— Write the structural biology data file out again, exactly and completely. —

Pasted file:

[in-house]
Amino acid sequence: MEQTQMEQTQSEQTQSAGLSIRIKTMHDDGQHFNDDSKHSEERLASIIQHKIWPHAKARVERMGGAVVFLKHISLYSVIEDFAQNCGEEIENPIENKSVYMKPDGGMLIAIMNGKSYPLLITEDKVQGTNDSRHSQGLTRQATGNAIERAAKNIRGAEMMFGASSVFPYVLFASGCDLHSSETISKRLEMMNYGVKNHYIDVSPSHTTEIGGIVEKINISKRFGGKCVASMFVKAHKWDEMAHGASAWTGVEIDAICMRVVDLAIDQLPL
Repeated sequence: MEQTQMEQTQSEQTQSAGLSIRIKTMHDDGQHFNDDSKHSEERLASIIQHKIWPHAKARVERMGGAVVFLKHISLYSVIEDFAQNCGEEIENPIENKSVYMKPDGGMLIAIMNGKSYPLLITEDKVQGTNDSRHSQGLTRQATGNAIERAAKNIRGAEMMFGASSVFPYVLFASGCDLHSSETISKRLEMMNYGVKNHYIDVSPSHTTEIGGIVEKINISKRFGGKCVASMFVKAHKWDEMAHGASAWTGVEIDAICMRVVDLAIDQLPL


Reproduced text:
[in-house]
Amino acid sequence: MEQTQMEQTQSEQTQSAGLSIRIKTMHDDGQHFNDDSKHSEERLASIIQHKIWPHAKARVERMGGAVVFLKHISLYSVIEDFAQNCGEEIENPIENKSVYMKPDGGMLIAIMNGKSYPLLITEDKVQGTNDSRHSQGLTRQATGNAIERAAKNIRGAEMMFGASSVFPYVLFASGCDLHSSETISKRLEMMNYGVKNHYIDVSPSHTTEIGGIVEKINISKRFGGKCVASMFVKAHKWDEMAHGASAWTGVEIDAICMRVVDLAIDQLPL
Repeated sequence: MEQTQMEQTQSEQTQSAGLSIRIKTMHDDGQHFNDDSKHSEERLASIIQHKIWPHAKARVERMGGAVVFLKHISLYSVIEDFAQNCGEEIENPIENKSVYMKPDGGMLIAIMNGKSYPLLITEDKVQGTNDSRHSQGLTRQATGNAIERAAKNIRGAEMMFGASSVFPYVLFASGCDLHSSETISKRLEMMNYGVKNHYIDVSPSHTTEIGGIVEKINISKRFGGKCVASMFVKAHKWDEMAHGASAWTGVEIDAICMRVVDLAIDQLPL